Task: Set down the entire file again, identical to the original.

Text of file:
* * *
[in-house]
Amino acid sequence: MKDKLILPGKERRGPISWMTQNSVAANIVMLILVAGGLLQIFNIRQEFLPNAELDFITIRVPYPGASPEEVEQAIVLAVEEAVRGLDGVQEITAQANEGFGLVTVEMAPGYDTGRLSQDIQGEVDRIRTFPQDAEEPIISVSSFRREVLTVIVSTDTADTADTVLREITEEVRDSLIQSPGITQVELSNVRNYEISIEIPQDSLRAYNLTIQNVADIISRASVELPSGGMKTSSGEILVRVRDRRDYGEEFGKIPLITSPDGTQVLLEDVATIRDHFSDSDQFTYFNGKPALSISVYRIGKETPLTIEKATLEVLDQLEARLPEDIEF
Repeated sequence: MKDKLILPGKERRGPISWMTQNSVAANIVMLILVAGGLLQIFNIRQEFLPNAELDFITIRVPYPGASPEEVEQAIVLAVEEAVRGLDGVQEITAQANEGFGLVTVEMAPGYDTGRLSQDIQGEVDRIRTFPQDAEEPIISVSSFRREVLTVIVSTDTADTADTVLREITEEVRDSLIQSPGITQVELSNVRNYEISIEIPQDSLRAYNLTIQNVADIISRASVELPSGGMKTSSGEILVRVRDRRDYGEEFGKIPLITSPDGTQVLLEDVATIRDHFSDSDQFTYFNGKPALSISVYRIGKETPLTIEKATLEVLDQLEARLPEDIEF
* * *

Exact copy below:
[in-house]
Amino acid sequence: MKDKLILPGKERRGPISWMTQNSVAANIVMLILVAGGLLQIFNIRQEFLPNAELDFITIRVPYPGASPEEVEQAIVLAVEEAVRGLDGVQEITAQANEGFGLVTVEMAPGYDTGRLSQDIQGEVDRIRTFPQDAEEPIISVSSFRREVLTVIVSTDTADTADTVLREITEEVRDSLIQSPGITQVELSNVRNYEISIEIPQDSLRAYNLTIQNVADIISRASVELPSGGMKTSSGEILVRVRDRRDYGEEFGKIPLITSPDGTQVLLEDVATIRDHFSDSDQFTYFNGKPALSISVYRIGKETPLTIEKATLEVLDQLEARLPEDIEF
Repeated sequence: MKDKLILPGKERRGPISWMTQNSVAANIVMLILVAGGLLQIFNIRQEFLPNAELDFITIRVPYPGASPEEVEQAIVLAVEEAVRGLDGVQEITAQANEGFGLVTVEMAPGYDTGRLSQDIQGEVDRIRTFPQDAEEPIISVSSFRREVLTVIVSTDTADTADTVLREITEEVRDSLIQSPGITQVELSNVRNYEISIEIPQDSLRAYNLTIQNVADIISRASVELPSGGMKTSSGEILVRVRDRRDYGEEFGKIPLITSPDGTQVLLEDVATIRDHFSDSDQFTYFNGKPALSISVYRIGKETPLTIEKATLEVLDQLEARLPEDIEF